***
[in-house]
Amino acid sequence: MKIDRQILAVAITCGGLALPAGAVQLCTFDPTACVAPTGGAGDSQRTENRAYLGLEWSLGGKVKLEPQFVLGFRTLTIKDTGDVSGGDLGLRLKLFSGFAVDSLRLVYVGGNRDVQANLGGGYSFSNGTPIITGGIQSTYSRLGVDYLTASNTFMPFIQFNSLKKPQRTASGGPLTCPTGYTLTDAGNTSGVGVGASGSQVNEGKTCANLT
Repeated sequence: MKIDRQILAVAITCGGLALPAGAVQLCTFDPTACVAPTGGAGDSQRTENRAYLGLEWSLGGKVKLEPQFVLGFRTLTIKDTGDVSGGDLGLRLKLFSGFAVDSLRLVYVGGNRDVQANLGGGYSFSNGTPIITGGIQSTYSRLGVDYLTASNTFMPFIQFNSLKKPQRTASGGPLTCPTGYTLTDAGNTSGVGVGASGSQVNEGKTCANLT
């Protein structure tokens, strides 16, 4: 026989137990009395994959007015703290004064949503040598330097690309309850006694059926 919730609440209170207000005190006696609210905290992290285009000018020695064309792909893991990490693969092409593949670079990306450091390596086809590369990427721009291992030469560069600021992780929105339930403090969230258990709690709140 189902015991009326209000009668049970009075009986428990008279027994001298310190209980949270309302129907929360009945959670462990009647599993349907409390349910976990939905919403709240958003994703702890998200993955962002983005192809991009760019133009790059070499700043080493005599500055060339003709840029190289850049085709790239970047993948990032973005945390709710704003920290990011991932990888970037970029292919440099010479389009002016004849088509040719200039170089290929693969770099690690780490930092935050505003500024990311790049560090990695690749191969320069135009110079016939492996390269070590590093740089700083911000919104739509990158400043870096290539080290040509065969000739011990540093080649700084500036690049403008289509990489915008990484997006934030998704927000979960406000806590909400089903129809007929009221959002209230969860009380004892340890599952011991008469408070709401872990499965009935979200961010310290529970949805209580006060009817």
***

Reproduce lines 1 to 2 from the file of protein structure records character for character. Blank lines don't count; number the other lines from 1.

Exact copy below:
[in-house]
Amino acid sequence: MKIDRQILAVAITCGGLALPAGAVQLCTFDPTACVAPTGGAGDSQRTENRAYLGLEWSLGGKVKLEPQFVLGFRTLTIKDTGDVSGGDLGLRLKLFSGFAVDSLRLVYVGGNRDVQANLGGGYSFSNGTPIITGGIQSTYSRLGVDYLTASNTFMPFIQFNSLKKPQRTASGGPLTCPTGYTLTDAGNTSGVGVGASGSQVNEGKTCANLT